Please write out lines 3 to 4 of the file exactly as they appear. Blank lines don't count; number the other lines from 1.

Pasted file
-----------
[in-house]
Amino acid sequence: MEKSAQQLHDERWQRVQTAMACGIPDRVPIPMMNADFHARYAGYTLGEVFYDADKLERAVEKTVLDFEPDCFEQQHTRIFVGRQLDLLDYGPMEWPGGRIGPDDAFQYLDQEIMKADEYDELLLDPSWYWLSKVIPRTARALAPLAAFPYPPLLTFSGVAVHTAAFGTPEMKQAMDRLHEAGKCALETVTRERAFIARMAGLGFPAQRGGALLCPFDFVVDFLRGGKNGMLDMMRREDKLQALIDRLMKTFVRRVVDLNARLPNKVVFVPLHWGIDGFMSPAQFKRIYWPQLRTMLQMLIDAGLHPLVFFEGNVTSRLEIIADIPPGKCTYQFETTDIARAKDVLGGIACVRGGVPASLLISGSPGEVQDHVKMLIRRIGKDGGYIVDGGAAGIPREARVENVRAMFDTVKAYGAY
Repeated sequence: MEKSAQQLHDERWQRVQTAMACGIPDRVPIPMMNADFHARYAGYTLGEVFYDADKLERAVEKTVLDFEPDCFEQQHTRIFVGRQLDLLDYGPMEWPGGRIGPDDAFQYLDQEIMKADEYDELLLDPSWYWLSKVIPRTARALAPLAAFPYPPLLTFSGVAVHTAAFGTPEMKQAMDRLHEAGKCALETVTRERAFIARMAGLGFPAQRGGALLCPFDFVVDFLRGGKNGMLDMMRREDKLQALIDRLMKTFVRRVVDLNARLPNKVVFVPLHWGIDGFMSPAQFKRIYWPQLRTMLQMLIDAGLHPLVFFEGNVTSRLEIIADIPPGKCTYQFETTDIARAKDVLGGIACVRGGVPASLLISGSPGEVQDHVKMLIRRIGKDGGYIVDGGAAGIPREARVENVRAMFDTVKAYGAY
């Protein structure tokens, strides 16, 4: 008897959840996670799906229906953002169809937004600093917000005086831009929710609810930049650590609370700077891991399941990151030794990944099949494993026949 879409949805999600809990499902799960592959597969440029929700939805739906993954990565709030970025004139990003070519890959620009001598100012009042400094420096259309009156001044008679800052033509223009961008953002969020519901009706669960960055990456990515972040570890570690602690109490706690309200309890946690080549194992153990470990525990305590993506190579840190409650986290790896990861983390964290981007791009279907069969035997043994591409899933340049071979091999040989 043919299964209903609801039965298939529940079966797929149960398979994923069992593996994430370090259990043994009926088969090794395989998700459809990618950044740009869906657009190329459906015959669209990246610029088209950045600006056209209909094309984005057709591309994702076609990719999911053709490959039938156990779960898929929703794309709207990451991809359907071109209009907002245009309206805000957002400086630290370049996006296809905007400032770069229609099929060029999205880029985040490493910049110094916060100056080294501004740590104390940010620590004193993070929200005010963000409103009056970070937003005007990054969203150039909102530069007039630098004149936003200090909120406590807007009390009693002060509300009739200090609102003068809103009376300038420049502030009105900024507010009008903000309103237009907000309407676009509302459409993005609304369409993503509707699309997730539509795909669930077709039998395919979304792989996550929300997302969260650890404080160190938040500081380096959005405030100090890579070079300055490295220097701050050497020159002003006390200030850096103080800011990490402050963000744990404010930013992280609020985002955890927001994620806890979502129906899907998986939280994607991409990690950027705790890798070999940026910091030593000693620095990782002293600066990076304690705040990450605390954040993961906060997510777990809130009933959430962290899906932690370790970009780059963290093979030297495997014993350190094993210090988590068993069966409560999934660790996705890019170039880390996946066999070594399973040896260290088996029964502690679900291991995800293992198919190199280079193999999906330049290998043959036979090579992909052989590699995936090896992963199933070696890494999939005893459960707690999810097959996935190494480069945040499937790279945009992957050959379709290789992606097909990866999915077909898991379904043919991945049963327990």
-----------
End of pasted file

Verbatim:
Repeated sequence: MEKSAQQLHDERWQRVQTAMACGIPDRVPIPMMNADFHARYAGYTLGEVFYDADKLERAVEKTVLDFEPDCFEQQHTRIFVGRQLDLLDYGPMEWPGGRIGPDDAFQYLDQEIMKADEYDELLLDPSWYWLSKVIPRTARALAPLAAFPYPPLLTFSGVAVHTAAFGTPEMKQAMDRLHEAGKCALETVTRERAFIARMAGLGFPAQRGGALLCPFDFVVDFLRGGKNGMLDMMRREDKLQALIDRLMKTFVRRVVDLNARLPNKVVFVPLHWGIDGFMSPAQFKRIYWPQLRTMLQMLIDAGLHPLVFFEGNVTSRLEIIADIPPGKCTYQFETTDIARAKDVLGGIACVRGGVPASLLISGSPGEVQDHVKMLIRRIGKDGGYIVDGGAAGIPREARVENVRAMFDTVKAYGAY
């Protein structure tokens, strides 16, 4: 008897959840996670799906229906953002169809937004600093917000005086831009929710609810930049650590609370700077891991399941990151030794990944099949494993026949 879409949805999600809990499902799960592959597969440029929700939805739906993954990565709030970025004139990003070519890959620009001598100012009042400094420096259309009156001044008679800052033509223009961008953002969020519901009706669960960055990456990515972040570890570690602690109490706690309200309890946690080549194992153990470990525990305590993506190579840190409650986290790896990861983390964290981007791009279907069969035997043994591409899933340049071979091999040989 043919299964209903609801039965298939529940079966797929149960398979994923069992593996994430370090259990043994009926088969090794395989998700459809990618950044740009869906657009190329459906015959669209990246610029088209950045600006056209209909094309984005057709591309994702076609990719999911053709490959039938156990779960898929929703794309709207990451991809359907071109209009907002245009309206805000957002400086630290370049996006296809905007400032770069229609099929060029999205880029985040490493910049110094916060100056080294501004740590104390940010620590004193993070929200005010963000409103009056970070937003005007990054969203150039909102530069007039630098004149936003200090909120406590807007009390009693002060509300009739200090609102003068809103009376300038420049502030009105900024507010009008903000309103237009907000309407676009509302459409993005609304369409993503509707699309997730539509795909669930077709039998395919979304792989996550929300997302969260650890404080160190938040500081380096959005405030100090890579070079300055490295220097701050050497020159002003006390200030850096103080800011990490402050963000744990404010930013992280609020985002955890927001994620806890979502129906899907998986939280994607991409990690950027705790890798070999940026910091030593000693620095990782002293600066990076304690705040990450605390954040993961906060997510777990809130009933959430962290899906932690370790970009780059963290093979030297495997014993350190094993210090988590068993069966409560999934660790996705890019170039880390996946066999070594399973040896260290088996029964502690679900291991995800293992198919190199280079193999999906330049290998043959036979090579992909052989590699995936090896992963199933070696890494999939005893459960707690999810097959996935190494480069945040499937790279945009992957050959379709290789992606097909990866999915077909898991379904043919991945049963327990």